The Context Stack
Caster augments the Dragonfly command model via the context stack. The context stack is an object which stores Dragonfly commands as they are spoken, then decides how to execute them, and whether to execute them, based on its history of spoken commands. This enables a number of new features (command consumption, asynchronous and context seeking commands, status window hinting and confirmation, sophisticated "undo" behavior).
A RegisteredAction wraps a Dragonfly action. When Dragonfly executes the RegisteredAction, an object representing it is passed to the context stack, which then figures out what to do with it. It is used as follows.
"some spec": RegisteredAction(Key("c-f"), rdescript="Find") # RegisteredAction can be shortened to `R` "some spec": R(Key("c-f"), rdescript="Find")
RegisteredAction has a number of optional parameters which affect its processing in the context stack.
rspec- registers this command as a key which is able to trigger specific behavior in ContextSeekers and AsynchronousActions
rdescript- the description of this command which will appear in the status window
rundo- another Dragonfly action which is used to undo the base action (not implemented yet)
show- whether or not to show the
rdescriptin the status window.
A ContextSeeker requires the context of other context stack actions in order to determine how it should execute. It can look backward at previously spoken commands, or not execute immediately and wait for future commands to be spoken.
Its constructor requires either or both of two lists, and has a bunch of optional parameters. The first list is a list of ContextLevels with which to look backward; the second is the same sort of list, with which to look forward.
ContextLevel and ContextSet
A ContextLevel is a set of possible outcomes which can be triggered by a RegisteredAction or other context stack action. Each outcome is called a ContextSet. Each ContextSet requires a set of trigger words to select it with, an outcome, and optionally some other parameters. It looks like one of these:
ContextSet(["hello", "goodbye"], Text, "greeting"), ContextSet(["banana"], myfunction, -1), ContextSet(["apple"], otherfunction)
A few points about the ContextSet:
specTriggers- The trigger words in the first parameter will be matched against the RegisteredActions'
rspec. So if you have a RegisteredAction with
rspec="banana", it will trigger the second of the three ContextSets above. You could use either
rspec="goodbye"to trigger the first.
f- The second parameter, the outcome, can be a Python function or any of the following Dragonfly actions: Text, Key, Mimic, Function, Paste. It can also be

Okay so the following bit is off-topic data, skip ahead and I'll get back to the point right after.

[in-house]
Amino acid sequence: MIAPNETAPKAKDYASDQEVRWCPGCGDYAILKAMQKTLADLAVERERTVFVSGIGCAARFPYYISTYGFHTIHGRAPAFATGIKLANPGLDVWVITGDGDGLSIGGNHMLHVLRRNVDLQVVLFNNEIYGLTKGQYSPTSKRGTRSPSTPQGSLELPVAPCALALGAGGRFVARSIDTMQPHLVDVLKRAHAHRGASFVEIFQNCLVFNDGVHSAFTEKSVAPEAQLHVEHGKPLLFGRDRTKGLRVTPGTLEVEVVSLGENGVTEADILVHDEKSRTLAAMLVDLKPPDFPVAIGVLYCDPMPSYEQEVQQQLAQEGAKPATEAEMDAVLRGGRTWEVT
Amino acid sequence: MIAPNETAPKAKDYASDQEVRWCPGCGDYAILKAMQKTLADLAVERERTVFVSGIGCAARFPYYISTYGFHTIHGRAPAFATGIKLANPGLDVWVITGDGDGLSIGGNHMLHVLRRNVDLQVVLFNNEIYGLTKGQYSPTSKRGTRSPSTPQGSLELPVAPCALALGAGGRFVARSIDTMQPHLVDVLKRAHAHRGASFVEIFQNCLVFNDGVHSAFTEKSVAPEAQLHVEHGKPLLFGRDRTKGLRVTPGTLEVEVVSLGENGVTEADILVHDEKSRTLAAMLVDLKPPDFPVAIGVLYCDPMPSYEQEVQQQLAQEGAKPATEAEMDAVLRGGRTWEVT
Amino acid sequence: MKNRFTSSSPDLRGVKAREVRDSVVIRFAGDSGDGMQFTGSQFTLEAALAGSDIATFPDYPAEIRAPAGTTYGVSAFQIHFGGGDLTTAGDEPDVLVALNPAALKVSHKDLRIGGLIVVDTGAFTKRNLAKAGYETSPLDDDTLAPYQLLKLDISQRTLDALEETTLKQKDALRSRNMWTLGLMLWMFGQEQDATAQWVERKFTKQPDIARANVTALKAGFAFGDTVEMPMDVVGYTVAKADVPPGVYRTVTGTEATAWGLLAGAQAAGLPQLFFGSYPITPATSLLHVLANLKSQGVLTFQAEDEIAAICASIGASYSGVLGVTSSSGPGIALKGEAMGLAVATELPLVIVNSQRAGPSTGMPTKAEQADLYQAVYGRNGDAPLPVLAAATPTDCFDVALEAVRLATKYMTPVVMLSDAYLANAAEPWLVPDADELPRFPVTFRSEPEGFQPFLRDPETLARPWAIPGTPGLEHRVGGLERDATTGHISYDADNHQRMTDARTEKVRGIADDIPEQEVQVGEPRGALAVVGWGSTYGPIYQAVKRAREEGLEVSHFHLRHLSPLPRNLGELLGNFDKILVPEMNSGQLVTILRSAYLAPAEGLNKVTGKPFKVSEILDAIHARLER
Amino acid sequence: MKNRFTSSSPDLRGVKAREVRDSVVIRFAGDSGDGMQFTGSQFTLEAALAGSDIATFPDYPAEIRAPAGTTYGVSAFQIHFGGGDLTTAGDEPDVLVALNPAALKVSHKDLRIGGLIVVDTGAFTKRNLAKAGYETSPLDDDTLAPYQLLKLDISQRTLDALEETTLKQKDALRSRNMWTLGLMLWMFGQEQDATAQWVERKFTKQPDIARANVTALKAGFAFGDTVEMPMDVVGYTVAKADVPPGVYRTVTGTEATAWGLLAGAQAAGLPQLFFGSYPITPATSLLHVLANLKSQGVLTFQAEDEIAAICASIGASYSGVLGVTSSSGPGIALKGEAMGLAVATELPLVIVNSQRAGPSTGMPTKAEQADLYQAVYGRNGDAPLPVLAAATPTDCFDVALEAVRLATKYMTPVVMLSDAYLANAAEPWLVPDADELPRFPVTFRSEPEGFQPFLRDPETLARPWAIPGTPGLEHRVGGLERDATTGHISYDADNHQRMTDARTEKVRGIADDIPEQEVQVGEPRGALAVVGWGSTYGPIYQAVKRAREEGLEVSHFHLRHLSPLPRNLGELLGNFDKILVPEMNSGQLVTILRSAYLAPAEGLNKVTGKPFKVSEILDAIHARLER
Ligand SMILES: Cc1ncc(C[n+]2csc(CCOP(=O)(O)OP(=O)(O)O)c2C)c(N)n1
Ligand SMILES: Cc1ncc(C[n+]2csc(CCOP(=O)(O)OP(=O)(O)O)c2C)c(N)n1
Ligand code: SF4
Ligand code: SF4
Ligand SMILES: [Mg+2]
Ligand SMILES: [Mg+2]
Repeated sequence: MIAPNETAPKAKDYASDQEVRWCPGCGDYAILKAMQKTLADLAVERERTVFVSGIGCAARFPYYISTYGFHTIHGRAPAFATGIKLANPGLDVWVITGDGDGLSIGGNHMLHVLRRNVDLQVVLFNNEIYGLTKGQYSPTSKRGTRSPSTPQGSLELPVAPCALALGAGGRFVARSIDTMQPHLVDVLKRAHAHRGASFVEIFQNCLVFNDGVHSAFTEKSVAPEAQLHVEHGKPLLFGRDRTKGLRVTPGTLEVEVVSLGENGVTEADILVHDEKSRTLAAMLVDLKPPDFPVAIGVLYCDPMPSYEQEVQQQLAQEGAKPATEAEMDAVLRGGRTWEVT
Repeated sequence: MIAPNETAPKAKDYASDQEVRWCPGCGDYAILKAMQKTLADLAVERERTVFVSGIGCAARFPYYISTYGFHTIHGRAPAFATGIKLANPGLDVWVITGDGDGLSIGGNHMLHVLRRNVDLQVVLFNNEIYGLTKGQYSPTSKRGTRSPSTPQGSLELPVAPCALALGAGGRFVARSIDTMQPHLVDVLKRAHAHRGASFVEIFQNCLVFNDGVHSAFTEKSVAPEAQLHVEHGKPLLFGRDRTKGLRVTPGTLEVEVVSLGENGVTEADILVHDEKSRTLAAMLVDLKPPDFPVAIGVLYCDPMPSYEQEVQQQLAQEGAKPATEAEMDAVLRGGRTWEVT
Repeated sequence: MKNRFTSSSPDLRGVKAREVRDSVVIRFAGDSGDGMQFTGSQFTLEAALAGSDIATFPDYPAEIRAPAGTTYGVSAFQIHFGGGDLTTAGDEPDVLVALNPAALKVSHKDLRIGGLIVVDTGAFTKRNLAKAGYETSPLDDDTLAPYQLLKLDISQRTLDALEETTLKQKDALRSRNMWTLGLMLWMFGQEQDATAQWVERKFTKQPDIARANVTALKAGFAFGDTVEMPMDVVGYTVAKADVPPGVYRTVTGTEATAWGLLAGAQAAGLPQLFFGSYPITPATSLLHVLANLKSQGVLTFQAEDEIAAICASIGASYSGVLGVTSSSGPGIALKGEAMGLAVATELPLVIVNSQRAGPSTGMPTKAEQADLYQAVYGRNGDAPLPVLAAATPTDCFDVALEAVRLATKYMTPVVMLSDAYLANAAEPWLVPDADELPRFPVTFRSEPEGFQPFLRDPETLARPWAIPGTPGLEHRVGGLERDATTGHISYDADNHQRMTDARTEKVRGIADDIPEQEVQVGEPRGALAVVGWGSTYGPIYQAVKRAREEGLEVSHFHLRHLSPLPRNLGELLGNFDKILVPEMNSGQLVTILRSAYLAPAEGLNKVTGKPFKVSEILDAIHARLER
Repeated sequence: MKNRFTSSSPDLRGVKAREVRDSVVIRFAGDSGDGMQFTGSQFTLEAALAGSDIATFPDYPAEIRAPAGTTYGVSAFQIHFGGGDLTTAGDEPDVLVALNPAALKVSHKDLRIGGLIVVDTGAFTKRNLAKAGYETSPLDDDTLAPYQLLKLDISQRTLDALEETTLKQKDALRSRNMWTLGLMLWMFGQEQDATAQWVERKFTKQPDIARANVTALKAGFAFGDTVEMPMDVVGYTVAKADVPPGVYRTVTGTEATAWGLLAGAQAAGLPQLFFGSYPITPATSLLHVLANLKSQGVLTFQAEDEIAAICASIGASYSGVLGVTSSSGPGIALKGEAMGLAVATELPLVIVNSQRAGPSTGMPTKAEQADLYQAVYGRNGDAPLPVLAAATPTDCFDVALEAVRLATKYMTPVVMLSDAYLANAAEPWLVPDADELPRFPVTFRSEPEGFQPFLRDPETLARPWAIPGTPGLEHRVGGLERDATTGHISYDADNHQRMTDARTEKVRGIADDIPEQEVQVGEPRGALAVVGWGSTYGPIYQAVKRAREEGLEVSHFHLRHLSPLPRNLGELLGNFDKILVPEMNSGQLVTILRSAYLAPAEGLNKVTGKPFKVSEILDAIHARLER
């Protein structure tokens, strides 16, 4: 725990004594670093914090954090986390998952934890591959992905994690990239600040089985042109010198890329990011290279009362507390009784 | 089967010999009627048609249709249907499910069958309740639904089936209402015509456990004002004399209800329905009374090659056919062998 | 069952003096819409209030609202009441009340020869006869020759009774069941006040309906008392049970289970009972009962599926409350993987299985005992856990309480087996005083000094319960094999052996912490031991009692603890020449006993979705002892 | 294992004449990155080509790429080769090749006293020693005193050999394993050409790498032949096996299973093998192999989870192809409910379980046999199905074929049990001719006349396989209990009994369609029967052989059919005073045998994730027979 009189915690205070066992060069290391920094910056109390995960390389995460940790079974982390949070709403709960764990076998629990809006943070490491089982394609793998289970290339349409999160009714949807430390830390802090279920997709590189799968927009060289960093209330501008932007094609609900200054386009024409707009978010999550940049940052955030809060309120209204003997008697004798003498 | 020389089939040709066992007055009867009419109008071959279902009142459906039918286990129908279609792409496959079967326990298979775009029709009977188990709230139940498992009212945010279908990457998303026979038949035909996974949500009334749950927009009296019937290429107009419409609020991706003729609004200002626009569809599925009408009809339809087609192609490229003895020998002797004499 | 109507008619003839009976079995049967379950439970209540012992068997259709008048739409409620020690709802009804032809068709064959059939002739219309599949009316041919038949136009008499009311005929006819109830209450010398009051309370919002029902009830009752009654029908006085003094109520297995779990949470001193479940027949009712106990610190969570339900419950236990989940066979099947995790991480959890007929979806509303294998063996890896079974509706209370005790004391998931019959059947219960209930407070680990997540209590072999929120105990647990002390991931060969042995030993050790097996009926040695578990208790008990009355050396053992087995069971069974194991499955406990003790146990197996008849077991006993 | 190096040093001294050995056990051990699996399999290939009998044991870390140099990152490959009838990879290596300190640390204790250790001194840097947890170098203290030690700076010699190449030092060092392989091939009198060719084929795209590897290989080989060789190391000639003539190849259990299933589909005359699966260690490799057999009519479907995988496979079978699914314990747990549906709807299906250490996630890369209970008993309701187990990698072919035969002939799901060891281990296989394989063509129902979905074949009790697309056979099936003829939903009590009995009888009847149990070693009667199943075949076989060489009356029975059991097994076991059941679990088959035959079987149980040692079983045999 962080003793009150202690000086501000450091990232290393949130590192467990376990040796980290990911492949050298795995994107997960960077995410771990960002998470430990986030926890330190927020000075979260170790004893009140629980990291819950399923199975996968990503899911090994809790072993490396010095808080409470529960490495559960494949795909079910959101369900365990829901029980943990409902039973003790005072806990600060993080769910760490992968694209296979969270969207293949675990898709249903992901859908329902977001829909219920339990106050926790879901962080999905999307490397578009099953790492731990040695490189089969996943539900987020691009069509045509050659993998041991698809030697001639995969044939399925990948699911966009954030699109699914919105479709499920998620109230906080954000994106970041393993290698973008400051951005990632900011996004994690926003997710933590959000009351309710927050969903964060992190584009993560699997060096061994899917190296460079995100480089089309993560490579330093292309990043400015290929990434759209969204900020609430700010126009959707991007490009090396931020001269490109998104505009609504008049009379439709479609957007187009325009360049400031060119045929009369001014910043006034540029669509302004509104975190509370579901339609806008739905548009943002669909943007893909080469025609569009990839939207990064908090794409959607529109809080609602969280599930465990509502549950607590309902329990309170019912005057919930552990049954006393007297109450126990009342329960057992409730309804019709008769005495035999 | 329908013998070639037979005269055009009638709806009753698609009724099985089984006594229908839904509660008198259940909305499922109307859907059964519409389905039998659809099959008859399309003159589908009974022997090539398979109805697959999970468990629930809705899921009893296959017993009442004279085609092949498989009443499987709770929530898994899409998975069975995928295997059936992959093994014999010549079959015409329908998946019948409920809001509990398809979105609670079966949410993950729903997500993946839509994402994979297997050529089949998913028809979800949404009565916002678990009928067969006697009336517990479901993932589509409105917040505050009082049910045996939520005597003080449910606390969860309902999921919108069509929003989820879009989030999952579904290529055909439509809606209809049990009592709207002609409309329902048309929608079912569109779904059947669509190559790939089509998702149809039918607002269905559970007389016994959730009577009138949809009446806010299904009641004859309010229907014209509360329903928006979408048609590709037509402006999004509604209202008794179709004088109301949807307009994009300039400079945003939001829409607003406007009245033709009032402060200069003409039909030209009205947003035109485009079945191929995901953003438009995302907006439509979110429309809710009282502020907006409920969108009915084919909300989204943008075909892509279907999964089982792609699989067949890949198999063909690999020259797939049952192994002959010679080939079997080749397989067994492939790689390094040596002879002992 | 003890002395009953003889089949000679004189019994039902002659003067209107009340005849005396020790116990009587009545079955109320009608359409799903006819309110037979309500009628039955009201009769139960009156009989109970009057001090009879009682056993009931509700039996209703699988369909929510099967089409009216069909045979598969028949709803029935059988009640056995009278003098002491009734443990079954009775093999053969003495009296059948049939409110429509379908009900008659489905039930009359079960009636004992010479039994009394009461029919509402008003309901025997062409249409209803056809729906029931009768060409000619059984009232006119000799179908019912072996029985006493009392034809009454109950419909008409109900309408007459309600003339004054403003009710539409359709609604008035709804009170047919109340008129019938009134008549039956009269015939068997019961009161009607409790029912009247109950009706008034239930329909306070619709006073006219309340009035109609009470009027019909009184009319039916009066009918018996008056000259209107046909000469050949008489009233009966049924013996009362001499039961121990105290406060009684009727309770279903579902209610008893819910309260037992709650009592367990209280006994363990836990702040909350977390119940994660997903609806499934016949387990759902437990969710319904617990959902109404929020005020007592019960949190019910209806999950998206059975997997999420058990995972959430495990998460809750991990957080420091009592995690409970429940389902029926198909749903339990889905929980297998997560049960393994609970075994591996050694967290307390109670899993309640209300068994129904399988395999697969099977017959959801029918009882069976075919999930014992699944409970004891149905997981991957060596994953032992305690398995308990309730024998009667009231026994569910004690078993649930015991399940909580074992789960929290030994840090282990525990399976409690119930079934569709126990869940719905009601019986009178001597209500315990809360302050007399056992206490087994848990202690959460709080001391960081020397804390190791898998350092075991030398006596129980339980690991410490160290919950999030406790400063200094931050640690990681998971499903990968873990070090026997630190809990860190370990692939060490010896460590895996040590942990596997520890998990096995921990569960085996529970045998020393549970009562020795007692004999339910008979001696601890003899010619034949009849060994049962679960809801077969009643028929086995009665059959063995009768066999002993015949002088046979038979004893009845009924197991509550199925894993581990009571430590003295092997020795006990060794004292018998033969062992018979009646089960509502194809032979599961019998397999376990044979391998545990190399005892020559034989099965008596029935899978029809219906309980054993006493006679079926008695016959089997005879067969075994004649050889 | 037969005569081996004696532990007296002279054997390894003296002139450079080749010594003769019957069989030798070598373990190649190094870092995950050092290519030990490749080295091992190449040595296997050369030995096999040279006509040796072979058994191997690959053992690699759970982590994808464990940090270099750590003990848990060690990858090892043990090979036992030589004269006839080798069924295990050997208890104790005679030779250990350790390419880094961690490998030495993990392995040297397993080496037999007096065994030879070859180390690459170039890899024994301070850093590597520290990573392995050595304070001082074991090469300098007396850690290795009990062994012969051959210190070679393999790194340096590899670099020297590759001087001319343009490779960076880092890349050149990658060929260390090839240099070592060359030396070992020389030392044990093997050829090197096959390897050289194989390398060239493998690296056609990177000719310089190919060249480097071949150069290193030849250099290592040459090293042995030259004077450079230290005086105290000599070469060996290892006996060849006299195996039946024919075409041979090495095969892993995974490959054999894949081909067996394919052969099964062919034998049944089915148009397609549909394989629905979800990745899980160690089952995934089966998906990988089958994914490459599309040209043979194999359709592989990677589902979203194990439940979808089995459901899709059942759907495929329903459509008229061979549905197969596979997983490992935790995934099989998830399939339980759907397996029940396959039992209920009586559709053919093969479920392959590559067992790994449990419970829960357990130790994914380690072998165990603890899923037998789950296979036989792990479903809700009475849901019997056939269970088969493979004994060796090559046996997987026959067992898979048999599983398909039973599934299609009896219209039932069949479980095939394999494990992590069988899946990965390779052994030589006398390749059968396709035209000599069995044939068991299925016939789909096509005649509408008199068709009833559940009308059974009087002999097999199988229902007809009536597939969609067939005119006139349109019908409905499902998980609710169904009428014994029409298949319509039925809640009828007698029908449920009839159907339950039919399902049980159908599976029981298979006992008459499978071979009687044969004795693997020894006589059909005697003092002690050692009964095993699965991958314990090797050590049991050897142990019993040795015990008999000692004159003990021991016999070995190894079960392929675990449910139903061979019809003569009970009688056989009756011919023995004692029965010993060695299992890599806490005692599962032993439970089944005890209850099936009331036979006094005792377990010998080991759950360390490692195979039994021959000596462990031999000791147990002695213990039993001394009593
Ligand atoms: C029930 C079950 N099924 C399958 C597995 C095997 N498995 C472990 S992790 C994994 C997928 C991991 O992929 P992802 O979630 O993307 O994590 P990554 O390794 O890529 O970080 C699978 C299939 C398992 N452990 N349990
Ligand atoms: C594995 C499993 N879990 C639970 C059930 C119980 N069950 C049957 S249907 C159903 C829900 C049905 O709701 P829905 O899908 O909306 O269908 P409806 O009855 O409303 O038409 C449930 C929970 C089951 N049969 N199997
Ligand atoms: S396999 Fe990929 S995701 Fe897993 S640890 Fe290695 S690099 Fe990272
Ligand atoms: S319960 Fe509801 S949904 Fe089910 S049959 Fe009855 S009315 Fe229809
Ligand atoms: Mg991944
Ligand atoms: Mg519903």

Noneif you want outcome function to do nothing. (This is often useful as a default.)
parameters- The first optional parameter,
parameters, is a parameter or list of parameters which will be passed to the outcome function (the second parameter).
consume- This is simply whether or not the triggering action should be executed.
Truemeans it shouldn't be executed.
use_spoken- If True, the outcome function will receive the words the user spoke when they used the RegisteredAction which selected this ContextSet. This overrides
use_rspec- Same as
use_spoken, but instead of receiving the spoken words the outcome function will receive the RegisteredAction's rspec. This overrides
ContextLevel([ ContextSet(["hello", "goodbye"], Text, "greeting"), ContextSet(["banana"], myfunction, -1), ContextSet(["apple"], otherfunction) ])
Back To ContextSeeker
A ContextSeeker can have multiple ContextLevels in both its backward list and its forward list. For each level added to the backward or forward list, a ContextSeeker will look backward or forward on the context stack one more command. For instance, if a ContextSeeker has two ContextLevels in its forward list, it will not execute until two more commands have been spoken after it, each of which can have some impact on how it executes via the ContextSets being selected by RegisteredActions'
ContextLevel can be shortened to
L. ContextSet can be shortened to
If a RegisteredAction command is spoken which selects none of the ContextSets for a given ContextLevel, that ContextLevel will default to the first ContextSet.
ContextSeeker optional parameters:
rspec- same as RegisteredAction
rdescript- same as RegisteredAction
Let's say we have these two functions.
def close_last_spoken(spoken): first = spoken Text("</"+first+">").execute() def close_last_rspec(rspec): Text("</"+rspec+">").execute()
We could tie them into a MappingRule like this:
"close last tag": ContextSeeker([L(S(["cancel"], None), S(["html spoken"], close_last_spoken, use_spoken=True), S(["span", "div"], close_last_rspec, use_rspec=True)) ]), "html": R(Text("<html>"), rspec="html spoken"), "divider": R(Text("<div>"), rspec="div"), "span": R(Text("<span>"), rspec="span")
AsynchronousAction is a specialized kind of ContextSeeker. It only has one ContextLevel and one ContextSet, in the forward list, and it continually repeats its lone outcome until one of three things occurs.
- the terminating command is spoken (the terminating command is any of the trigger words in the first ContextSet)
- a success condition is met (the outcome function returns True)
- it runs a predetermined number of times (set in the parameters)
AsynchronousAction optional parameters:
time_in_seconds- time between repetitions of repeating function
repetitions- max repetitions
rdescript- same as RegisteredAction
blocking- does it block other context stack actions until it completes
AsynchronousAction also has the special property that you can use
repetitions as ShortIntegerRef extras in the spec, and they will override the defaults or whatever is set in the constructor.
"press right repeatedly": AsynchronousAction(L([S(["cancel", Key, "right"])]), repetitions=100, blocking=False), "print time <time_in_seconds>": AsynchronousAction(L([S(["stop"], fn_print_time)]))